Bareback rider Clint Laye earned his second straight CFR ’49 round win in spectacular style with an impressive 88.75 ride on Wayne Vold’s 73 True Grit, a horse he’s long admired but never competed on.
“She’s been around a long time,” Laye observed. “Since about the time I started – and I’ve never gotten her. We’ve been in the same pen together, my travelling partners have had her, I’ve helped guys get on her but I’ve never drawn her. Everything I’ve ever heard about her is true. I’ve watched her so many times I kind of felt like I knew what to expect.”
With $60,852 in earnings, Laye leads his event and the average heading into Round 4. But four Canadians — 2019 champ Orin Larsen, season-leader Kody Lamb, travelling partner Dantan Bertsch and defending title-holder Ty Taypotat — sit within striking distance of the top spot with three performances to go.
On a night when hometown hero Ashton Sahli thrilled the Red Deer faithful with an 88.5 point round-winning ride on Vold bull Wolf Bait, the race for the Canadian title continued to tighten. Season-leader Coy Robbins has gone 0-for-3 as the Duane Kesler Championship Rodeo bull American Hats Chester bucked off the Camrose cowboy and allowed those in pursuit to draw still closer. The 2019 champion, Edgar Durazo, is a man on the move, as his fourth-place finish in Friday’s third round of competition keeps him on top in the aggregate race with its substantial payout and pulls the Mexican-Canadian to within $5,300 of Robbins with Canadian champions Jared Parsonage and Jordan Hansen still within striking distance and Sahli a slightly longer shot in fifth place.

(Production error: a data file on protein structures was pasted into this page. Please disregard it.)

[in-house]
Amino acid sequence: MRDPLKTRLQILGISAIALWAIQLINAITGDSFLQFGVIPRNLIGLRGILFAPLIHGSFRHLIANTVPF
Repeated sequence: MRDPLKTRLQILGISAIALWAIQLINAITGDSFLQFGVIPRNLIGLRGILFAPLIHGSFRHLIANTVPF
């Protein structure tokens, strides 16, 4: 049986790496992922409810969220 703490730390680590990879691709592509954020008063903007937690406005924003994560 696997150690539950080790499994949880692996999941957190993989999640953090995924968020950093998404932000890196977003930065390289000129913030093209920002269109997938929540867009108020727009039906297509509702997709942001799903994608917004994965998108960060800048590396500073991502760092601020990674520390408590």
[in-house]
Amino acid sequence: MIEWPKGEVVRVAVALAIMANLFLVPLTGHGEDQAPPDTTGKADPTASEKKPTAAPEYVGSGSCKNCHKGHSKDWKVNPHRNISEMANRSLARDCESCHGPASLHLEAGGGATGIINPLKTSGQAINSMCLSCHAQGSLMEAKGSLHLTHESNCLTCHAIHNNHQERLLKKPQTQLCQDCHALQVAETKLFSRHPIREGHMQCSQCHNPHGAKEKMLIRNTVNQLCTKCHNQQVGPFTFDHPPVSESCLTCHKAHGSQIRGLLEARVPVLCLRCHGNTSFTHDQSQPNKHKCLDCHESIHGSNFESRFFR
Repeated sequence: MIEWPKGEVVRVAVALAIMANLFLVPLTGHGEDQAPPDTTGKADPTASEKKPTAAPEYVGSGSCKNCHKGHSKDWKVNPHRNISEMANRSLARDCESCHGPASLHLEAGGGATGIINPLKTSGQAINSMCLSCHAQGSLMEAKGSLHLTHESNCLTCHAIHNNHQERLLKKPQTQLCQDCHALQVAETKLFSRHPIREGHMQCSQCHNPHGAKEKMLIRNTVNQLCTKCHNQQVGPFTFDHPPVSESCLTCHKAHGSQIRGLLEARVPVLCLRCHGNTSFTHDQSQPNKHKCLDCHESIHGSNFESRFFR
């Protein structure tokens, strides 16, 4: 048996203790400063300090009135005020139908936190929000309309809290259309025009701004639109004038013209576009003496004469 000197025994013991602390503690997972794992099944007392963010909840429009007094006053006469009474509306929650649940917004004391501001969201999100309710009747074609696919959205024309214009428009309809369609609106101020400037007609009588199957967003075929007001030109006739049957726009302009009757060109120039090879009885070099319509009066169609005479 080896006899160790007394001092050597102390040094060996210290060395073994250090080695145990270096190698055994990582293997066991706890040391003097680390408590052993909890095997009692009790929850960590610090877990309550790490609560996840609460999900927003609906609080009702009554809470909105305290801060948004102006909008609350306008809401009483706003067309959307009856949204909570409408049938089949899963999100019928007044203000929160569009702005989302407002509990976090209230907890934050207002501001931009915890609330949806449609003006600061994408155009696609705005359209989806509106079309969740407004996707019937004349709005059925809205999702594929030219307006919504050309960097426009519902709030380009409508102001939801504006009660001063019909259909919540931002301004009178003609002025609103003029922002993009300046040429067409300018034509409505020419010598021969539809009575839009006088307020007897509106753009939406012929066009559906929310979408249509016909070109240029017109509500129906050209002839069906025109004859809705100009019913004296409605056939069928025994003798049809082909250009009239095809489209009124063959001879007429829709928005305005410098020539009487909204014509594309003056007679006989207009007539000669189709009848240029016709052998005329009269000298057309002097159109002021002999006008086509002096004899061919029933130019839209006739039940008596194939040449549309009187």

After stunning an opening night Centrium crowd with a rare buck-off, only his second of the entire season, three-time Canadian and world champion bronc-rider Zeke Thurston is back in his customary spot at the top of the standings after the second of back-to-back wins, this one an 88.75 point effort on the back of Calgary Stampede bronc Yesterday’s Delivery. While the Big Valley superstar remains on the outside of an average payoff, he has a commanding $16,000 lead over second-place cowboy, Ben Andersen who was bucked off another Stampede bronc, Tokyo Bubbles, Friday night. Meanwhile, Logan Hay continues to keep Thurston in his sights as he is now 3-for-3 and first in the lucrative average after his second place 88.5-point ride on Calgary Stampede’s Exotic Warrior.